The January Term is open to students with at least three semesters of previous Chinese language study.

Language Class Placement

Chinese language class placement is determined by:

  • The results of a placement exam taken upon arrival in Beijing.
  • The student’s transcripts.
  • The student’s Chinese language ability as demonstrated in the application.

Adjustments to placements are made during the first week of classes.

Chinese Language Pledge

The more you practice, the more you improve. All students uphold a full-time Chinese language pledge (even beginners!) Students tell us that the language pledge is challenging and frustrating at first, but well worth it in the end.

Because the language pledge depends on the commitment of the students, CET accepts only those who are excited for the challenge.

Academic Rigor

Students take 20 to 25 class hours per week, depending on the term. They can expect to spend at least one hour preparing for every hour spent in class. This curriculum, coupled with the program’s Chinese language pledge, results in an intense academic experience.

How do students survive? First, they prepare themselves before departure for this challenge. Second, they soon discover language learners’ fuel: the thrill of discovering that you can suddenly express in Chinese an idea that, just last week, was out of reach.

Heritage Learners

Every term, this program welcomes students who have acquired some Chinese language (usually speaking skills) from their home environment. In the past, CET has accommodated these students with character-writing tutorials. These tutorials, coupled with the regular CET curriculum, help students catch their writing skills up with their speaking skills.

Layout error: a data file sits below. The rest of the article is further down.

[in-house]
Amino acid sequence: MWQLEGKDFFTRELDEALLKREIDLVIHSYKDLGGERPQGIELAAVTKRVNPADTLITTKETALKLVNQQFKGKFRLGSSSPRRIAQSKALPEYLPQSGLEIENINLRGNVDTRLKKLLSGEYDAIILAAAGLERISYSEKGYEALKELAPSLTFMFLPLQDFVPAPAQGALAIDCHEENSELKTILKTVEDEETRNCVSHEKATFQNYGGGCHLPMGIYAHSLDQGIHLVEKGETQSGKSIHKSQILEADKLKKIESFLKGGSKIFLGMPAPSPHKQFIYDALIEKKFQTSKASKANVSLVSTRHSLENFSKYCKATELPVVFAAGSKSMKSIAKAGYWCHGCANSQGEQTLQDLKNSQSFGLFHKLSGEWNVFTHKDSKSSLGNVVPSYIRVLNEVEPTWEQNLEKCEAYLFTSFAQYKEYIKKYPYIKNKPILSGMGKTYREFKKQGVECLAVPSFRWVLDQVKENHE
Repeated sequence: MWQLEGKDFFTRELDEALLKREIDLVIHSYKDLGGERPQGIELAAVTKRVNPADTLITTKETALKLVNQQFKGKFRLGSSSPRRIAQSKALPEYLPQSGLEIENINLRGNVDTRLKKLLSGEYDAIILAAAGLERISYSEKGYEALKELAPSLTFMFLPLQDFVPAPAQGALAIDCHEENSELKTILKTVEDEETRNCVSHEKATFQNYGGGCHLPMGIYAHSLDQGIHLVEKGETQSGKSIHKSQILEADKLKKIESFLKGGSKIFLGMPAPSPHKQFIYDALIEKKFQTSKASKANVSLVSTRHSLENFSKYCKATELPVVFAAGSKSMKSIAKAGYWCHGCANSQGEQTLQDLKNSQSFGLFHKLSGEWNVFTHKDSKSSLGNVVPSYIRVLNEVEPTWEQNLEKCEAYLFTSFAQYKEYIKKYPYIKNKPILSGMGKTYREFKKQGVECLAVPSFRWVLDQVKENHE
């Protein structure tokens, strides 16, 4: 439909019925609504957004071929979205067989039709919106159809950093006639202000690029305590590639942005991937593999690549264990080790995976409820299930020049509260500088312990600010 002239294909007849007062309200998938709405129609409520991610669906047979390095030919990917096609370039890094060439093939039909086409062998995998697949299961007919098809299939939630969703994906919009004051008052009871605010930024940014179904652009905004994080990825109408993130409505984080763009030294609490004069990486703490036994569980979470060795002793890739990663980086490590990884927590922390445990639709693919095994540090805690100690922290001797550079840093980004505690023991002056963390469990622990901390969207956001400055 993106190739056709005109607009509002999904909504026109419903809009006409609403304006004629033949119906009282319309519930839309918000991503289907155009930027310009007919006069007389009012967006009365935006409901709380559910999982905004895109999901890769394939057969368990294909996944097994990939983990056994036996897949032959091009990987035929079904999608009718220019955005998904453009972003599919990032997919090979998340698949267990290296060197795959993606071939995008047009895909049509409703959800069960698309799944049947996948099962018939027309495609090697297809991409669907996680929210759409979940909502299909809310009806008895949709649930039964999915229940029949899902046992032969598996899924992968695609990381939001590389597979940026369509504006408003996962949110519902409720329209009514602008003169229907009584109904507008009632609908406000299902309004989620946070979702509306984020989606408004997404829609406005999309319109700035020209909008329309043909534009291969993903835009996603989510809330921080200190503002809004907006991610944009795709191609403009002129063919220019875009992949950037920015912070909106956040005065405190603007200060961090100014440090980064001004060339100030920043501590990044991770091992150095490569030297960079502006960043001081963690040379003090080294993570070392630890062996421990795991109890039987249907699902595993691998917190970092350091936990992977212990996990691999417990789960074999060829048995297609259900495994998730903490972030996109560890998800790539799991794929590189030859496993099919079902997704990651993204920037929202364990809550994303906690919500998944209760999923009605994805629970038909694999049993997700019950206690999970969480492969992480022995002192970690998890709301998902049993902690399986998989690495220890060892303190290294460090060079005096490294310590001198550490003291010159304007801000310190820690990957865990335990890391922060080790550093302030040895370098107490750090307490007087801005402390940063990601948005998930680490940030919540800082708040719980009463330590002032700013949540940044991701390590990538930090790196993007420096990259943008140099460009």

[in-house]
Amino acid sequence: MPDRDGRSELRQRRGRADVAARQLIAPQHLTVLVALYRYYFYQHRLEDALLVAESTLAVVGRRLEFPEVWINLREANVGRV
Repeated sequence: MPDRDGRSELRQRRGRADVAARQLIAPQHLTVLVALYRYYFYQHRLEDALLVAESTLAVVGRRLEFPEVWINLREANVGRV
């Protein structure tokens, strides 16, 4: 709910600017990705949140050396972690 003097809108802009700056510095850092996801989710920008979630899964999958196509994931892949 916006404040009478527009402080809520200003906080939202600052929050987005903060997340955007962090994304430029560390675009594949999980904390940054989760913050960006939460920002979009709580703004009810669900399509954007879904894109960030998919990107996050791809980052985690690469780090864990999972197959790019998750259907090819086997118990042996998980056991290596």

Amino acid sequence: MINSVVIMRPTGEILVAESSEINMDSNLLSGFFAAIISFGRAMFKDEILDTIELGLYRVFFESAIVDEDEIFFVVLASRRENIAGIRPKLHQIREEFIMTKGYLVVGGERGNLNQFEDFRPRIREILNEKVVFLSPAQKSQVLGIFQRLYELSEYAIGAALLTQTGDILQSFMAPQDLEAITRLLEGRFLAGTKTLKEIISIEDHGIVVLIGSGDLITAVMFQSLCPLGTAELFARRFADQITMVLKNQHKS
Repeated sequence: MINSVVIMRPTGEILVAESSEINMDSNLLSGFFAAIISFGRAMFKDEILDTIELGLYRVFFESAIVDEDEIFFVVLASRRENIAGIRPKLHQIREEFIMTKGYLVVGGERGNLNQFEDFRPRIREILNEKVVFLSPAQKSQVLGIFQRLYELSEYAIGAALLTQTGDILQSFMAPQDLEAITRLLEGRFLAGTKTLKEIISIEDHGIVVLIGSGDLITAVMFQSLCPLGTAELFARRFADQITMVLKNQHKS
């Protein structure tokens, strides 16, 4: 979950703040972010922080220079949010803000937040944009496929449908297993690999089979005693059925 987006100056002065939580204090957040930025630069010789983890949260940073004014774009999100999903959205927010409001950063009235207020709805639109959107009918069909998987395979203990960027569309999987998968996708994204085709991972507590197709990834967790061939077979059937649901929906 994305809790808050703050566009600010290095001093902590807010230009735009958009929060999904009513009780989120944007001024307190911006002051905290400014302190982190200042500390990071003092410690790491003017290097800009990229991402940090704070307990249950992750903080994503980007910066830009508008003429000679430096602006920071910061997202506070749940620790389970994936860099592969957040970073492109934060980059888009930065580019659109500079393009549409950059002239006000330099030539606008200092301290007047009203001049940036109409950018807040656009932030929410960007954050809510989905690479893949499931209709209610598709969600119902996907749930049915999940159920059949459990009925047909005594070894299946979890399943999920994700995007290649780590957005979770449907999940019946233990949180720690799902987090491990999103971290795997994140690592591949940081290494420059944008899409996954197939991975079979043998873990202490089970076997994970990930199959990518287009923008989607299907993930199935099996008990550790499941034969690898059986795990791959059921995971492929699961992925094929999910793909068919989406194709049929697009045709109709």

Outside the Classroom

Out-of-Classroom Language Practice (Fall & Spring)

The program arranges excursions to sites around the city, encouraging students to practice Chinese in new settings. Past students have toured local art galleries, brushing up on artistic vocabulary and interviewing the artists. Others have ventured to a Buddhist temple complex and learned the words for specific Buddhist practices and rituals.

Overnight Academic Excursions (Fall & Spring)

Twice each fall and spring, students depart Beijing and venture on an overnight excursion together. These excursions are conducted entirely in Chinese, and allow students to practice their Chinese language skills in different environments.

  • The Historical Trip.This excursion takes students to a city of historical significance like Xi’an, Pingyao, Anyang or Nanjing. Part of the experience is the getting there. Students travel as locals do—by hard-sleeper or bullet train, and stay in simple, but comfortable hotels.
  • The Adventure Trip. Past trips have taken students camping on the Great Wall, to the grasslands of Inner Mongolia, or on a retreat to a rural village where they spent the night in village homes.

Extracurricular Classes (Fall & Spring)

Extracurricular classes are arranged according to student interest and conducted entirely in Chinese. Recent classes have included Chinese cooking, painting, calligraphy, music, martial arts and chess.

Out-of-Classroom Language Practice (Summer)

During the summer term, out-of-classroom activities are designed to provide students fun ways to explore Beijing while working in some Chinese language practice.

For a midsummer break, the program arranges one overnight weekend trip to a nearby city of historical significance, like Xi’an, Pingyao, Anyang or Nanjing. Students travel by train and stay in simple, but comfortable hotels.

Out-of-Classroom Language Practice (January Term)

The January Term activities are language-based and conducted entirely in Chinese. Students might:

  • Learn to play mah-jong.
  • Cook dumplings.
  • Star in a skit night.